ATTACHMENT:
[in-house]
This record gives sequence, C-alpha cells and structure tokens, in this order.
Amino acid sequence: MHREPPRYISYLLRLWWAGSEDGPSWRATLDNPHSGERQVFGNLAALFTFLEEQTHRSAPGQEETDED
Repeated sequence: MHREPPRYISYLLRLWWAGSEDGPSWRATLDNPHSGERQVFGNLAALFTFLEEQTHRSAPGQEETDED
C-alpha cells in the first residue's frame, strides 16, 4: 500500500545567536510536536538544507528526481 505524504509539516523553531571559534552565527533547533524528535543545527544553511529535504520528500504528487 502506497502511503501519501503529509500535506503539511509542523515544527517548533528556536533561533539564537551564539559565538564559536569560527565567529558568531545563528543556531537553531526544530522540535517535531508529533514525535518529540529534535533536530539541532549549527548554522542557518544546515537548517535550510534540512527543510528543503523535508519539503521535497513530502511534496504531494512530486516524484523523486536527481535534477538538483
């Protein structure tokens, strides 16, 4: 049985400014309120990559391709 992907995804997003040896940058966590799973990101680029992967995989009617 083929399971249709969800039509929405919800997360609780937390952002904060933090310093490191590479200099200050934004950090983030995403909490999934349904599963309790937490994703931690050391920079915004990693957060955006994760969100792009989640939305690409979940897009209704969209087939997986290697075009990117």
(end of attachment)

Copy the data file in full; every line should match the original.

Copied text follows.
[in-house]
This record gives sequence, C-alpha cells and structure tokens, in this order.
Amino acid sequence: MHREPPRYISYLLRLWWAGSEDGPSWRATLDNPHSGERQVFGNLAALFTFLEEQTHRSAPGQEETDED
Repeated sequence: MHREPPRYISYLLRLWWAGSEDGPSWRATLDNPHSGERQVFGNLAALFTFLEEQTHRSAPGQEETDED
C-alpha cells in the first residue's frame, strides 16, 4: 500500500545567536510536536538544507528526481 505524504509539516523553531571559534552565527533547533524528535543545527544553511529535504520528500504528487 502506497502511503501519501503529509500535506503539511509542523515544527517548533528556536533561533539564537551564539559565538564559536569560527565567529558568531545563528543556531537553531526544530522540535517535531508529533514525535518529540529534535533536530539541532549549527548554522542557518544546515537548517535550510534540512527543510528543503523535508519539503521535497513530502511534496504531494512530486516524484523523486536527481535534477538538483
């Protein structure tokens, strides 16, 4: 049985400014309120990559391709 992907995804997003040896940058966590799973990101680029992967995989009617 083929399971249709969800039509929405919800997360609780937390952002904060933090310093490191590479200099200050934004950090983030995403909490999934349904599963309790937490994703931690050391920079915004990693957060955006994760969100792009989640939305690409979940897009209704969209087939997986290697075009990117």